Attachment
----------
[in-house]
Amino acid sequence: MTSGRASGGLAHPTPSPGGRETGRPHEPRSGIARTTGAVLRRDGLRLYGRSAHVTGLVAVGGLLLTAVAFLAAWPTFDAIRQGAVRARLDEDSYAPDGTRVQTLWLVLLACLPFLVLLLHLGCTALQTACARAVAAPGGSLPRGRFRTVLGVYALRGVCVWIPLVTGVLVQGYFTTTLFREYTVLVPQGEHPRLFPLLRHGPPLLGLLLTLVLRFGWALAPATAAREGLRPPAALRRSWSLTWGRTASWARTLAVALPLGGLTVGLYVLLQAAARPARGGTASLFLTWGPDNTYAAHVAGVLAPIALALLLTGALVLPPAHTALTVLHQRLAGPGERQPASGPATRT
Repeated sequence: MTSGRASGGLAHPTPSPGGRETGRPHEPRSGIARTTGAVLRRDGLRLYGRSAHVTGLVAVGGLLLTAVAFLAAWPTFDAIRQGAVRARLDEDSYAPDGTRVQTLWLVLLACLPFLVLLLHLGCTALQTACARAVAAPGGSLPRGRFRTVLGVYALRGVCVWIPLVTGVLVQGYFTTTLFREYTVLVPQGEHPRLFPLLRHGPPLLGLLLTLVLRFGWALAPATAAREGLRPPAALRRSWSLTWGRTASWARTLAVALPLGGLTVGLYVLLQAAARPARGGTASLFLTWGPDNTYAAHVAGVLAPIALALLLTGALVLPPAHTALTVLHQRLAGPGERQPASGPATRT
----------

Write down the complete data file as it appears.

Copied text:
[in-house]
Amino acid sequence: MTSGRASGGLAHPTPSPGGRETGRPHEPRSGIARTTGAVLRRDGLRLYGRSAHVTGLVAVGGLLLTAVAFLAAWPTFDAIRQGAVRARLDEDSYAPDGTRVQTLWLVLLACLPFLVLLLHLGCTALQTACARAVAAPGGSLPRGRFRTVLGVYALRGVCVWIPLVTGVLVQGYFTTTLFREYTVLVPQGEHPRLFPLLRHGPPLLGLLLTLVLRFGWALAPATAAREGLRPPAALRRSWSLTWGRTASWARTLAVALPLGGLTVGLYVLLQAAARPARGGTASLFLTWGPDNTYAAHVAGVLAPIALALLLTGALVLPPAHTALTVLHQRLAGPGERQPASGPATRT
Repeated sequence: MTSGRASGGLAHPTPSPGGRETGRPHEPRSGIARTTGAVLRRDGLRLYGRSAHVTGLVAVGGLLLTAVAFLAAWPTFDAIRQGAVRARLDEDSYAPDGTRVQTLWLVLLACLPFLVLLLHLGCTALQTACARAVAAPGGSLPRGRFRTVLGVYALRGVCVWIPLVTGVLVQGYFTTTLFREYTVLVPQGEHPRLFPLLRHGPPLLGLLLTLVLRFGWALAPATAAREGLRPPAALRRSWSLTWGRTASWARTLAVALPLGGLTVGLYVLLQAAARPARGGTASLFLTWGPDNTYAAHVAGVLAPIALALLLTGALVLPPAHTALTVLHQRLAGPGERQPASGPATRT